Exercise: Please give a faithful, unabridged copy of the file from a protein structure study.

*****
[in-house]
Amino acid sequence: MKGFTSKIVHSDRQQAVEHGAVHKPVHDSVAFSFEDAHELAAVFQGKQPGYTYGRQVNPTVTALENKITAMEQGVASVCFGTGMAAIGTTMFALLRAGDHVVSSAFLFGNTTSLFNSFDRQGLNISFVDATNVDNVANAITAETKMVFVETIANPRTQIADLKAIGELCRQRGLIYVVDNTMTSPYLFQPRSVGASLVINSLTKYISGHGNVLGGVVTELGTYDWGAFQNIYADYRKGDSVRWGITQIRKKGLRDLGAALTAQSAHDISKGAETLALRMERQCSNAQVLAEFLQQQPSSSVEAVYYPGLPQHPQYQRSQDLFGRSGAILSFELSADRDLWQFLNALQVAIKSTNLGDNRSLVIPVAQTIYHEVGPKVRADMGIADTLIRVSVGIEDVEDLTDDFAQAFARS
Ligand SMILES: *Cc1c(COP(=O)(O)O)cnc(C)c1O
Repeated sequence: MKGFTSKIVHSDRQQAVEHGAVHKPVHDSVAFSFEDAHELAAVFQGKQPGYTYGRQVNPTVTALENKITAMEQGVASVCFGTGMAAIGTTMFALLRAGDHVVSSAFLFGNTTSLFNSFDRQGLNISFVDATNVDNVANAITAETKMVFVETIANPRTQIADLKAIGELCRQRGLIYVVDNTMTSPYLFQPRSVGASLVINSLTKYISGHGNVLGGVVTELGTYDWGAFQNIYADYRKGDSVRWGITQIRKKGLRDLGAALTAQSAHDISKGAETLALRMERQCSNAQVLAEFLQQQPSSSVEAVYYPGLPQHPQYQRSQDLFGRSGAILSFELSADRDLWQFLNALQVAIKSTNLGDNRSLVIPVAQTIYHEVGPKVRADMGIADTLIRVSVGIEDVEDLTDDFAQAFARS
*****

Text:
[in-house]
Amino acid sequence: MKGFTSKIVHSDRQQAVEHGAVHKPVHDSVAFSFEDAHELAAVFQGKQPGYTYGRQVNPTVTALENKITAMEQGVASVCFGTGMAAIGTTMFALLRAGDHVVSSAFLFGNTTSLFNSFDRQGLNISFVDATNVDNVANAITAETKMVFVETIANPRTQIADLKAIGELCRQRGLIYVVDNTMTSPYLFQPRSVGASLVINSLTKYISGHGNVLGGVVTELGTYDWGAFQNIYADYRKGDSVRWGITQIRKKGLRDLGAALTAQSAHDISKGAETLALRMERQCSNAQVLAEFLQQQPSSSVEAVYYPGLPQHPQYQRSQDLFGRSGAILSFELSADRDLWQFLNALQVAIKSTNLGDNRSLVIPVAQTIYHEVGPKVRADMGIADTLIRVSVGIEDVEDLTDDFAQAFARS
Ligand SMILES: *Cc1c(COP(=O)(O)O)cnc(C)c1O
Repeated sequence: MKGFTSKIVHSDRQQAVEHGAVHKPVHDSVAFSFEDAHELAAVFQGKQPGYTYGRQVNPTVTALENKITAMEQGVASVCFGTGMAAIGTTMFALLRAGDHVVSSAFLFGNTTSLFNSFDRQGLNISFVDATNVDNVANAITAETKMVFVETIANPRTQIADLKAIGELCRQRGLIYVVDNTMTSPYLFQPRSVGASLVINSLTKYISGHGNVLGGVVTELGTYDWGAFQNIYADYRKGDSVRWGITQIRKKGLRDLGAALTAQSAHDISKGAETLALRMERQCSNAQVLAEFLQQQPSSSVEAVYYPGLPQHPQYQRSQDLFGRSGAILSFELSADRDLWQFLNALQVAIKSTNLGDNRSLVIPVAQTIYHEVGPKVRADMGIADTLIRVSVGIEDVEDLTDDFAQAFARS